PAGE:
This is part 4 of a 5 part series. Be sure to read the earlier parts first if you haven’t already.
- Getting the images on your computer
- Visualizing the data
- Examples: Lake Winnipesaukee; Lake Sunapee
- Getting the images while on the ice (this article)
- Additional information
4. Getting the images while on the ice
Okay, you’ve done your research, you’re headed out to skate, but how do you use the satellite images while out on the ice?
The most straightforward way is just to keep using the EO Browser website. It works great on mobile browsers.
But though that’s great for viewing the satellite data visualizations, you’ll have to jump back and forth between that and whatever other maps you’re using, and or whichever app you’re using to track your skate.
If you use Gaia GPS, there are two map layers you can use: “Fresh Sat – Recent” and “Fresh Sat – Cloud Free”. Here’s roughly the same view using the Fresh Sat – Recent layer, showing the gaps between ice plates clearly.
These use the visible light version of the HLS (Harmonized Landsat Sentinel) data, which has slightly lower resolution but updates more often. The “Recent” layer shows the most recent pass, regardless of cloud coverage; the “Cloud Free” layer shows the most recent pass that had less than 20% cloud cover. The map tiles have datestamps on them.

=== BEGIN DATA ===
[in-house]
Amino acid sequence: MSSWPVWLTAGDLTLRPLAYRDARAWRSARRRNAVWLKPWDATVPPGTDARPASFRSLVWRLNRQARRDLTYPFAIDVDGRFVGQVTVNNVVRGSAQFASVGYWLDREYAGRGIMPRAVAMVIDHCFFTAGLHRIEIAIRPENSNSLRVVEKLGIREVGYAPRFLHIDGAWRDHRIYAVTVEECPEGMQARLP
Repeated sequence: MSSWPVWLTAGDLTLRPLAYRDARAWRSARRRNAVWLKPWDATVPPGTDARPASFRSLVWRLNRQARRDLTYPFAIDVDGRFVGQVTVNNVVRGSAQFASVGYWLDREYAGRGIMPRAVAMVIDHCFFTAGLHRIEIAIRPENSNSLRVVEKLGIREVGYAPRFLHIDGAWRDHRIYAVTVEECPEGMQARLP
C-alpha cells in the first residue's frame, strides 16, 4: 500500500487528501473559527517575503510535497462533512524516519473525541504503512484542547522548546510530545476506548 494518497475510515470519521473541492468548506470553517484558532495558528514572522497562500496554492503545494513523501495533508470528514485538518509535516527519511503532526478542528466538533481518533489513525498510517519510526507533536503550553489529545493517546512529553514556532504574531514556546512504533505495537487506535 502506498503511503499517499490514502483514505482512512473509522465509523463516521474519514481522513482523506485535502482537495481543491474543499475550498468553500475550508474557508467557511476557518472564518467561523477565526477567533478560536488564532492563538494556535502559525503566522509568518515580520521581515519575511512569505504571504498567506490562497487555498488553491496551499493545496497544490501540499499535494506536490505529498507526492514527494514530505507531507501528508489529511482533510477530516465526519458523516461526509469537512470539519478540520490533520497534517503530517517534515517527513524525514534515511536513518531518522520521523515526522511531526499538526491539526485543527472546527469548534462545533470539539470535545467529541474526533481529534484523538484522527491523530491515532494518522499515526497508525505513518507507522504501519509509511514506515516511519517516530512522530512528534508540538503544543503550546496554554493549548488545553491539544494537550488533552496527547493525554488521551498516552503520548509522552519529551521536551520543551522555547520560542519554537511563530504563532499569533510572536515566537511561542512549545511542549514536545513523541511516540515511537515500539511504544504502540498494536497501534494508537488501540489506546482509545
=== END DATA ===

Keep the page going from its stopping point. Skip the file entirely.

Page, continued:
If you use Caltopo, you can make use of the “Sentinel Weekly” layers, and you can choose from several different visualizations. They call it “weekly” even though it’s 5-daily for simplicity.
You can also choose specific passes from the menu.
You can also download images from the EO Browser, for saving to your phone or for printing. If you’re not logged in (remember, accounts are free for non-commercial use), you can only download a basic image, which looks like this.
To get that, click the little image icon on the right side of the screen, then click the green “Download” button. You’ll probably also want to check the “Show legend” option.
If you’re logged in, you can download higher resolution images more suitable for printing.
I’m sure there are other good options as well, these are just the ones I know about and use!
That’s the whole tutorial, but continue on to part 5 for some additional notes.
— Christopher Boone, some rights reserved (CC BY-NC-SA 4.0)